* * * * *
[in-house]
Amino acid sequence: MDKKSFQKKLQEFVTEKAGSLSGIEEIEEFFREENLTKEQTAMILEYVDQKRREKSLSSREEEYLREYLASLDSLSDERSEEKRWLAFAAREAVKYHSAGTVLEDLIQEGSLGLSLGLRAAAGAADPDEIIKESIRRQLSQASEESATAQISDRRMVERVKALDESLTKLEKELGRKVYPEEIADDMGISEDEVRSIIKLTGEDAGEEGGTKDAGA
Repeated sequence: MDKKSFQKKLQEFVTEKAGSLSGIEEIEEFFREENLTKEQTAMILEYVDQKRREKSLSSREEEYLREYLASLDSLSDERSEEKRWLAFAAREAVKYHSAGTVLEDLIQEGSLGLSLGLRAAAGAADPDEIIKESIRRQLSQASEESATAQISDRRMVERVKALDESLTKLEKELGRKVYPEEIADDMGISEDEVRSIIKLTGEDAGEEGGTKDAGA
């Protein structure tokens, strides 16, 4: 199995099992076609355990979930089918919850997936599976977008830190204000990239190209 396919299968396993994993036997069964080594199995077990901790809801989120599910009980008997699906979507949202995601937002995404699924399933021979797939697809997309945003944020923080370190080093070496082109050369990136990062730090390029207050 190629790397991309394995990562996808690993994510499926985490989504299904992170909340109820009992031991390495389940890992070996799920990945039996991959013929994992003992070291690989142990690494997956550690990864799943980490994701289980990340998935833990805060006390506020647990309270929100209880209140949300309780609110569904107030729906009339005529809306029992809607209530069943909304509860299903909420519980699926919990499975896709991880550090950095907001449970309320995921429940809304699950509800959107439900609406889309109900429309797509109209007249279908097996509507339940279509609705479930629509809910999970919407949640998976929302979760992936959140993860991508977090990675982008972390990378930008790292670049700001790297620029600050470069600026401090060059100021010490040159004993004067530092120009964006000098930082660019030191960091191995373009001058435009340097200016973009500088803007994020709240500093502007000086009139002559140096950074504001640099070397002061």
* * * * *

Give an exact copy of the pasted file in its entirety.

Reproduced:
[in-house]
Amino acid sequence: MDKKSFQKKLQEFVTEKAGSLSGIEEIEEFFREENLTKEQTAMILEYVDQKRREKSLSSREEEYLREYLASLDSLSDERSEEKRWLAFAAREAVKYHSAGTVLEDLIQEGSLGLSLGLRAAAGAADPDEIIKESIRRQLSQASEESATAQISDRRMVERVKALDESLTKLEKELGRKVYPEEIADDMGISEDEVRSIIKLTGEDAGEEGGTKDAGA
Repeated sequence: MDKKSFQKKLQEFVTEKAGSLSGIEEIEEFFREENLTKEQTAMILEYVDQKRREKSLSSREEEYLREYLASLDSLSDERSEEKRWLAFAAREAVKYHSAGTVLEDLIQEGSLGLSLGLRAAAGAADPDEIIKESIRRQLSQASEESATAQISDRRMVERVKALDESLTKLEKELGRKVYPEEIADDMGISEDEVRSIIKLTGEDAGEEGGTKDAGA
């Protein structure tokens, strides 16, 4: 199995099992076609355990979930089918919850997936599976977008830190204000990239190209 396919299968396993994993036997069964080594199995077990901790809801989120599910009980008997699906979507949202995601937002995404699924399933021979797939697809997309945003944020923080370190080093070496082109050369990136990062730090390029207050 190629790397991309394995990562996808690993994510499926985490989504299904992170909340109820009992031991390495389940890992070996799920990945039996991959013929994992003992070291690989142990690494997956550690990864799943980490994701289980990340998935833990805060006390506020647990309270929100209880209140949300309780609110569904107030729906009339005529809306029992809607209530069943909304509860299903909420519980699926919990499975896709991880550090950095907001449970309320995921429940809304699950509800959107439900609406889309109900429309797509109209007249279908097996509507339940279509609705479930629509809910999970919407949640998976929302979760992936959140993860991508977090990675982008972390990378930008790292670049700001790297620029600050470069600026401090060059100021010490040159004993004067530092120009964006000098930082660019030191960091191995373009001058435009340097200016973009500088803007994020709240500093502007000086009139002559140096950074504001640099070397002061």